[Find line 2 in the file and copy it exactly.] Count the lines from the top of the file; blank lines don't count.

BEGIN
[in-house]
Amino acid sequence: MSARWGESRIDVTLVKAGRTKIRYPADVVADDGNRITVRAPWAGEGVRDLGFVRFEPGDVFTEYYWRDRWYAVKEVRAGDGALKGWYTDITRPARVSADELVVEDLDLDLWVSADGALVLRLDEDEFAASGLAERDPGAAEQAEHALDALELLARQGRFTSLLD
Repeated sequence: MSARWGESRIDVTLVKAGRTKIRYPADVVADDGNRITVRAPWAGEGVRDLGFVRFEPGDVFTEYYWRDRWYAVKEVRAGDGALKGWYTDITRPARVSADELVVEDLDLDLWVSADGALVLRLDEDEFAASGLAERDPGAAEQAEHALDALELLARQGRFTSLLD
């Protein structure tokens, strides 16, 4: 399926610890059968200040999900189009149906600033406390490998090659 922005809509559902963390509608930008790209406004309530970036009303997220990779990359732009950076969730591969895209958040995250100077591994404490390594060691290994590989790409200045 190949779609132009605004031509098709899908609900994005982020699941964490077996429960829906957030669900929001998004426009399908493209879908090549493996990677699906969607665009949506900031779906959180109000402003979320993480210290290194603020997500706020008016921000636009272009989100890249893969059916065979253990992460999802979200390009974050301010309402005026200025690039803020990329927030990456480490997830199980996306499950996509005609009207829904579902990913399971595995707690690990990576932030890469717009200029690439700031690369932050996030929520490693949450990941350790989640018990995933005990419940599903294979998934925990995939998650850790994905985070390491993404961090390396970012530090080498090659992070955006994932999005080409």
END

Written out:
Amino acid sequence: MSARWGESRIDVTLVKAGRTKIRYPADVVADDGNRITVRAPWAGEGVRDLGFVRFEPGDVFTEYYWRDRWYAVKEVRAGDGALKGWYTDITRPARVSADELVVEDLDLDLWVSADGALVLRLDEDEFAASGLAERDPGAAEQAEHALDALELLARQGRFTSLLD